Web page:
CHEYENNE – The 10th annual Neighborhood Night Out is set to take place in neighborhoods across Cheyenne on Tuesday, starting around 5 p.m.
Neighborhood Night Out is a national community policing event, usually held the second Tuesday of August. Cheyenne Police Department spokesman Officer Kevin Malatesta said since local residents are a bit worn out in early August after Frontier Days, the department hosts the night out in July.
Block captains, the neighborhood leaders in charge of the event, determine the scope of the neighborhoods and festivities that will take place.
The event is hosted locally by the Cheyenne Police Department as a way to connect with residents and deter crime, Malatesta said.
“Neighborhood Night Out is all about those community ties and strengthening those ties in the neighborhood,” he said.
Cheyenne Police officers will be visiting the various Neighborhood Night Out events to introduce themselves and listen to any concerns community members might have about their neighborhoods.
In events past, officers have participated by playing with kids, singing karaoke and even dressing up in sumo wrestling suits, Malatesta said.
“It’s a great event to come out and get to know our officers, and our officers get to see the folks we’re working for,” he said.
Block captain Robert Lett has hosted the event at Jaycee Park for the past nine years. He said Neighborhood Night Out helps bring people together and get them to know their neighbors.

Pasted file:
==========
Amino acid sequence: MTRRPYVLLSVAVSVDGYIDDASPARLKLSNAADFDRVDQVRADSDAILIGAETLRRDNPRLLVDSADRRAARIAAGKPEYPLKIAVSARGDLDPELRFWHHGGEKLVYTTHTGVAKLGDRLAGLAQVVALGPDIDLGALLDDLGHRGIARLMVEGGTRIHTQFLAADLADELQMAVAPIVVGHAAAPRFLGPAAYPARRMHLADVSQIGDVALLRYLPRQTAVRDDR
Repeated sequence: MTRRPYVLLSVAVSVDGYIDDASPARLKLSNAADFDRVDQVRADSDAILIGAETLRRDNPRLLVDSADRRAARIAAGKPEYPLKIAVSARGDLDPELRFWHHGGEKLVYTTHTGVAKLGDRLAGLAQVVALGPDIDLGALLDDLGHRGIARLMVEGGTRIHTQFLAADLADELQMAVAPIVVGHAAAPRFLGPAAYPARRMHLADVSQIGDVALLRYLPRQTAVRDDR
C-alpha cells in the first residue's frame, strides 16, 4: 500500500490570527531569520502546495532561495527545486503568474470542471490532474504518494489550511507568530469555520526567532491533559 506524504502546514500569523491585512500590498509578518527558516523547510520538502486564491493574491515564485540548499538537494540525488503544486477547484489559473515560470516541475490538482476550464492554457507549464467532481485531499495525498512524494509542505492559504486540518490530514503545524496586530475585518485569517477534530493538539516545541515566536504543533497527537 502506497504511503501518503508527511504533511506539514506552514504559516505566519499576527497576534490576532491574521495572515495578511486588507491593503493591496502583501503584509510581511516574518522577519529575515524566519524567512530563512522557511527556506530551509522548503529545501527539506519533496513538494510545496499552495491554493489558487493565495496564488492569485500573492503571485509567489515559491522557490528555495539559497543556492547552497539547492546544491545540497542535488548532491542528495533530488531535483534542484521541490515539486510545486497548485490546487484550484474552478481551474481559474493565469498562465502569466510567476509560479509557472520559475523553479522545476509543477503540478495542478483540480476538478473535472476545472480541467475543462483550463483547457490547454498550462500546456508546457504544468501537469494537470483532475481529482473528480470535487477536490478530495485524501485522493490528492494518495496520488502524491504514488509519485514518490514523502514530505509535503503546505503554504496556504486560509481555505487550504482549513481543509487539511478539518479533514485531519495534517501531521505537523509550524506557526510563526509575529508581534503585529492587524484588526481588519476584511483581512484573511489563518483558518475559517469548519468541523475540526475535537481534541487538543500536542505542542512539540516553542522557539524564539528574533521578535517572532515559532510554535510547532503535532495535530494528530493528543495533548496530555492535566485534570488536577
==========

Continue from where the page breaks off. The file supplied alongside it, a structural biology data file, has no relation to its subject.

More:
He said he now has all of his neighbors’ phone numbers and knows their names. It also helps people look out for one another.
An example he used was instead of a house being “some old man’s house,” that person now has a name, and people are able to recognize unusual activity. For example, if people see flashlights flashing through a window, they’ll know if that is normal or if someone is potentially being robbed.
Wendy Soto is one of the organizers for Highlands Presbyterian Church’s Neighborhood Night Out event. She said the church wants to let people know it is a part of the neighborhood, is welcoming and inclusive.
“In a closer knit community, people will look out for one another,” Soto said. “I know in my neighborhood, I had a package out on my doorstep and it was raining, and (a neighbor) took it inside for me.”
Neighborhood Night Out block parties will have food and entertainment available for community members wanting to participate.
If people don’t have a neighborhood party to go to, Malatesta said, he encourages them to consider being a block captain next year and starting one. There will also be an event Tuesday at the Cheyenne Depot Plaza downtown, hosted by the police department for anyone who would like to come.